Carlos Castañeda of Castañeda & Sons talks about the H2A program.
“The H2A program is the only program the United States has to bring in— legally — agricultural workers. It’s a very important program here in California,” said Jeanne Malitz, an attorney who specializes in immigration law, as she addressed wine grape growers at the Unified Wine & Grape Expo.
California’s H2A workforce grew 28% in 2017 from the year before, and the state has risen into the top five states using that type of immigrant labor, she said.
“These numbers reflect the size of the program now, the growth in California,” Malitz said.
“The program is designed to always protect domestic workers to the extent that there are any left in agriculture,” she told wine grape growers, many of whom have a hard time finding labor.
Beyond needing to avoid displacing domestic workers, Malitz said the program is designed so that domestic workers can’t lose out on any benefits offered to H2A workers--for instance, if housing is offered for the immigrant workers, it is also offered for U.S. workers with a long commute.
“It is said, ‘You’re just trying to bring in cheap labor’ ... well, this is not cheap,” Malitz said.
Not only is a minimum wage for the workers set each year, but if farmers want to participate in the program to get badly-needed labor, they must work with several state and federal agencies, and start planning six months or a year ahead of time.
H-2A requirements state the employers must:
- recruit U.S. Workers
- provide free housing
- provide transportation
- pay required wage
- provide meals or
The first part means that before farms can hired H2A workers, they must advertise for domestic workers.
For Steve Dutton of Dutton Ranch and Dutton Goldfield Winery in the Russian River Valley, that means spending $2,500 a year on newspaper ads trying to recruit workers.
“As we’re preparing for our need to bring the workers here, we advertise in four states in different newspapers, a description of the job, what we’re going to pay, what harvest will look like, and that we provide transportation,” Dutton said. “This is our 10th year and we’re about to start our 11th year. In all the last five years we haven’t had one U.S. referral for these jobs.”
“Wow,” said someone in the audience.
“Yeah, that’s what I say, ‘Wow,’” Dutton replied.
Malitz said the law requires advertising the jobs in two newspapers in the primary state, as well as papers in three other states.
“You’re advertising in neighboring states where you don’t have any labor either,” Malitz said. “There’s such a labor shortage.”
Even when U.S. workers do reply, they rarely stay on the job a whole season, Malitz said.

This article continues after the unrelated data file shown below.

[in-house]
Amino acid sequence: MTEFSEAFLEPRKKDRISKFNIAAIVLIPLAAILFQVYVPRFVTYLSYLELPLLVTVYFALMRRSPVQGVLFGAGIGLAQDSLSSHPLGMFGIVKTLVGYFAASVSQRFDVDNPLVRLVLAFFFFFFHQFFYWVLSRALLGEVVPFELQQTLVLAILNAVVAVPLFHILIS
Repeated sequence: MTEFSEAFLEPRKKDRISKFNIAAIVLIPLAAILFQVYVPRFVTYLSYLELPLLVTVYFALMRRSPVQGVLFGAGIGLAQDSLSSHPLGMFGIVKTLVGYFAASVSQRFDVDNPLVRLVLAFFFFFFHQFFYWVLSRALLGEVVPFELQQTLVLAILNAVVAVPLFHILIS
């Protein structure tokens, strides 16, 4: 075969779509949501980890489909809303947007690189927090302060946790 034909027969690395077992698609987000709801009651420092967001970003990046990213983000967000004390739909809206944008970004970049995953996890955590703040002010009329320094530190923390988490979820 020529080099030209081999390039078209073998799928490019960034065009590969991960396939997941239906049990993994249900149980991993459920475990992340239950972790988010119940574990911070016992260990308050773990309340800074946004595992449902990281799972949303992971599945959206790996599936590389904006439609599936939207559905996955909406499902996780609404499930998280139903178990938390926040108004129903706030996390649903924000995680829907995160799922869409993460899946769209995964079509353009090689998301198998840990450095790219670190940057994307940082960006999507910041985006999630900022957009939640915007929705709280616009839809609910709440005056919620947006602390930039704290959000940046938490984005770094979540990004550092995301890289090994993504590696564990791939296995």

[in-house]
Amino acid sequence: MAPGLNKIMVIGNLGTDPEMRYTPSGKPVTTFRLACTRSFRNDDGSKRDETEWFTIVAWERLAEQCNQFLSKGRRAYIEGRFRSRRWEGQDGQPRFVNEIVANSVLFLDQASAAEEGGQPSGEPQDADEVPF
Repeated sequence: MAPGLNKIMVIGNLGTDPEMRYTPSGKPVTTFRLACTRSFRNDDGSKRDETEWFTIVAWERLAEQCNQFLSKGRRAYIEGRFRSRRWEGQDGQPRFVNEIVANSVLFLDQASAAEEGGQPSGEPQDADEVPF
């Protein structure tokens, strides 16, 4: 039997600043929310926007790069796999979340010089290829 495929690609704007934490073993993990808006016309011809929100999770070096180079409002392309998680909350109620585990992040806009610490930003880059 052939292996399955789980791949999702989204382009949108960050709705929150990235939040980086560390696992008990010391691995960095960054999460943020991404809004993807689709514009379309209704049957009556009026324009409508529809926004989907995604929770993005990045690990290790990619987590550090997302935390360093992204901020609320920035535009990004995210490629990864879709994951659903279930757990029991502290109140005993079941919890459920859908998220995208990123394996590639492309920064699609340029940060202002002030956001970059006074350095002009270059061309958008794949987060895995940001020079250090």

One client of hers in Yuba gets about 200 responses to its ads for U.S. workers, around 50 people show up, 20 remain in the job after a couple weeks, and on average one worker may last the whole season, she said.
Carlos Castañeda of Castañeda & Sons advised growers who may want to use the program to start small so they can learn the ropes of applying, recruiting workers, and integrating them with their U.S. workforce in a harmonious way.
Castañeda’s workers helped train the temporary H2A workers, he said, because they knew that they were a supplementary workforce, not a replacement for year-round workers.
“Our domestic labor force gave such a warm reception because they no longer had to harvest,” he said.
The panel agreed that it’s not a simple path for the orchards and vineyards who use H2A labor, from getting workers across the border, to then setting them up with housing that meets standards and doesn’t set up clashes with neighbors.
But the growers do it because they need the help. And, the relationship they build with foreign workers is good for both sides.
“We started 10 years ago very small, with 11 guys,” Dutton said. “We’re now up to where we’re bringing 85 guys. Guys are bringing their extended family or a brother, and what we’re seeing is these guys are policing themselves…they want to protect the program so they want to make sure they bring up guys who respect the job.”
Those workers earnings make real changes in their hometowns in Mexico, said Castañeda, who sees visible changes in quality of life over the years in his recruiting trips (see photo below).
“When you see a place like this where four or five people are living in a garden shack and you visit a year later and there’s something like that in one year, it’s amazing,” Castañeda said. “It’s a really gratifying to see some of the changes.”